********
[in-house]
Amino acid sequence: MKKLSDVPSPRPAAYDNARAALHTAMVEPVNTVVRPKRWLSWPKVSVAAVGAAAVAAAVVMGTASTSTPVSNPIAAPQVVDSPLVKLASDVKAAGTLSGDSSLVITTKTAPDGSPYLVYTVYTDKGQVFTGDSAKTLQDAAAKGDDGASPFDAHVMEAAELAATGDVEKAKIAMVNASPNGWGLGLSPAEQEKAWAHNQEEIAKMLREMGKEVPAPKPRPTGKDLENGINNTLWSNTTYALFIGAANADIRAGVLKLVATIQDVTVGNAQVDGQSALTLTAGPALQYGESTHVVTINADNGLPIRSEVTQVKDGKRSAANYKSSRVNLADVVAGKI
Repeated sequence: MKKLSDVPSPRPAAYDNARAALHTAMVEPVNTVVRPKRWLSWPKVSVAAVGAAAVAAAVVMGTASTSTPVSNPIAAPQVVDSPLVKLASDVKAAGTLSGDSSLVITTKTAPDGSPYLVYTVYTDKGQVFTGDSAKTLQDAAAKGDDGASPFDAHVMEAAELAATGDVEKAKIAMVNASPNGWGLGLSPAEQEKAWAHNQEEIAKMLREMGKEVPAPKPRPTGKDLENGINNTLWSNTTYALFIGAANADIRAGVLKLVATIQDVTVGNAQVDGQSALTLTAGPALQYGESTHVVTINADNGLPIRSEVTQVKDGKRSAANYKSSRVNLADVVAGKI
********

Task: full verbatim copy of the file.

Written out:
[in-house]
Amino acid sequence: MKKLSDVPSPRPAAYDNARAALHTAMVEPVNTVVRPKRWLSWPKVSVAAVGAAAVAAAVVMGTASTSTPVSNPIAAPQVVDSPLVKLASDVKAAGTLSGDSSLVITTKTAPDGSPYLVYTVYTDKGQVFTGDSAKTLQDAAAKGDDGASPFDAHVMEAAELAATGDVEKAKIAMVNASPNGWGLGLSPAEQEKAWAHNQEEIAKMLREMGKEVPAPKPRPTGKDLENGINNTLWSNTTYALFIGAANADIRAGVLKLVATIQDVTVGNAQVDGQSALTLTAGPALQYGESTHVVTINADNGLPIRSEVTQVKDGKRSAANYKSSRVNLADVVAGKI
Repeated sequence: MKKLSDVPSPRPAAYDNARAALHTAMVEPVNTVVRPKRWLSWPKVSVAAVGAAAVAAAVVMGTASTSTPVSNPIAAPQVVDSPLVKLASDVKAAGTLSGDSSLVITTKTAPDGSPYLVYTVYTDKGQVFTGDSAKTLQDAAAKGDDGASPFDAHVMEAAELAATGDVEKAKIAMVNASPNGWGLGLSPAEQEKAWAHNQEEIAKMLREMGKEVPAPKPRPTGKDLENGINNTLWSNTTYALFIGAANADIRAGVLKLVATIQDVTVGNAQVDGQSALTLTAGPALQYGESTHVVTINADNGLPIRSEVTQVKDGKRSAANYKSSRVNLADVVAGKI